Forest Fires and Adaptation Options in Europe: Modeling Climate Change, Fuel Reduction and Suppression

ig. 4
Sensitivity analysis of suppression efficiency for the SFM model calibrated using GFED data for years 2000–2008. Changes in burned areas per country are in percents relative to burned area corresponding to calibrated value of q (values of q vary within ±10 % range)


Thanks to 2nd Law’s comments about Bayesian analysis, I went hopping down a bunny trail of decision science links, and ran across this. It addresses how Europeans might adapt to climate change vis a vis wildfires. It’s interesting to take a look at how these scientists approach the problem that we have been talking about in the Western U.S.

Here’s the abstract:

This paper presents a quantitative assessment of adaptation options in the context of forest fires in Europe under projected climate change. A standalone fire model (SFM) based on a state-of-the-art large-scale forest fire modelling algorithm is used to explore fuel removal through prescribed burnings and improved fire suppression as adaptation options. The climate change projections are provided by three climate models reflecting the SRES A2 scenario. The SFM’s modelled burned areas for selected test countries in Europe show satisfying agreement with observed data coming from two different sources (European Forest Fire Information System and Global Fire Emissions Database). Our estimation of the potential increase in burned areas in Europe under “no adaptation” scenario is about 200 % by 2090 (compared with 2000–2008). The application of prescribed burnings has the potential to keep that increase below 50 %. Improvements in fire suppression might reduce this impact even further, e.g. boosting the probability of putting out a fire within a day by 10 % would result in about a 30 % decrease in annual burned areas. By taking more adaptation options into consideration, such as using agricultural fields as fire breaks, behavioural changes, and long-term options, burned areas can be potentially reduced further than projected in our analysis.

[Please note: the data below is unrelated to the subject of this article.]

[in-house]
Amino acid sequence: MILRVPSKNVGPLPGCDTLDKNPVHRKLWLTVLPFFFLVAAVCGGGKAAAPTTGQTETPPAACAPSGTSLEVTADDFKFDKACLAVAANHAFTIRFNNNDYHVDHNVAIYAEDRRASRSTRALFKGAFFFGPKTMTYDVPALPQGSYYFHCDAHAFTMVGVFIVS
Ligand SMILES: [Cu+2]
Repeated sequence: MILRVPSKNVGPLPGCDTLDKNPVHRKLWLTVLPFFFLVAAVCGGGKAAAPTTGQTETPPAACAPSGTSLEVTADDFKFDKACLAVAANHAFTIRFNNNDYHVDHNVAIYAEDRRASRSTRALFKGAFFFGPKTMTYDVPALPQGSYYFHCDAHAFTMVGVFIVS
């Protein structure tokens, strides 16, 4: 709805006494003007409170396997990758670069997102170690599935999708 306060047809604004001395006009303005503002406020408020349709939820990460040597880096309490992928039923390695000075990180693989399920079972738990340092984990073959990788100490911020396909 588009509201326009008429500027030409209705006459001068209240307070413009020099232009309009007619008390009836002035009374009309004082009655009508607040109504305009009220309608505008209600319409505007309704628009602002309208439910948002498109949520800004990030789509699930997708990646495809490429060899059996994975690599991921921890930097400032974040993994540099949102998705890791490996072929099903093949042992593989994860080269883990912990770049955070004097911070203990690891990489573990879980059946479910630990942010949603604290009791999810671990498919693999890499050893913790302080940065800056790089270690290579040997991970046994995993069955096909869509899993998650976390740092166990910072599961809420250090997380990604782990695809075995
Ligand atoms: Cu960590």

Here’s a free link to the article.
Here’s the description of the way the study was done and the problem framed (how to deal with fire as climate changes):

The present study is designed to explore the impact of adaptation options with regard to forest fires in Europe under projected climate change reflecting the SRES A2 scenario (Nakicenovic and Swart 2000) of the Intergovernmental Panel on Climate Change (IPCC). The main aims of our study are: (1) to quantify the potential impacts of climate change on burned area in Europe under “no adaptation” scenario and compare the results with existing literature and (2) to extend that assessment with quantitative estimation of the potential effectiveness of different adaptation measures at pan-European scale. Among the different adaptation options, we test fuel removal via prescribed burnings and enhancement of fire suppression. These options were developed in consultation with relevant stakeholders, who provided essential inputs to the research.

Note that for the purposes of this scientific study, the discipline of historic vegetation ecology does not enter in to the framing of the issue. The implicit assumptions is that people want to reduce the burned area which will otherwise increase due to climate change.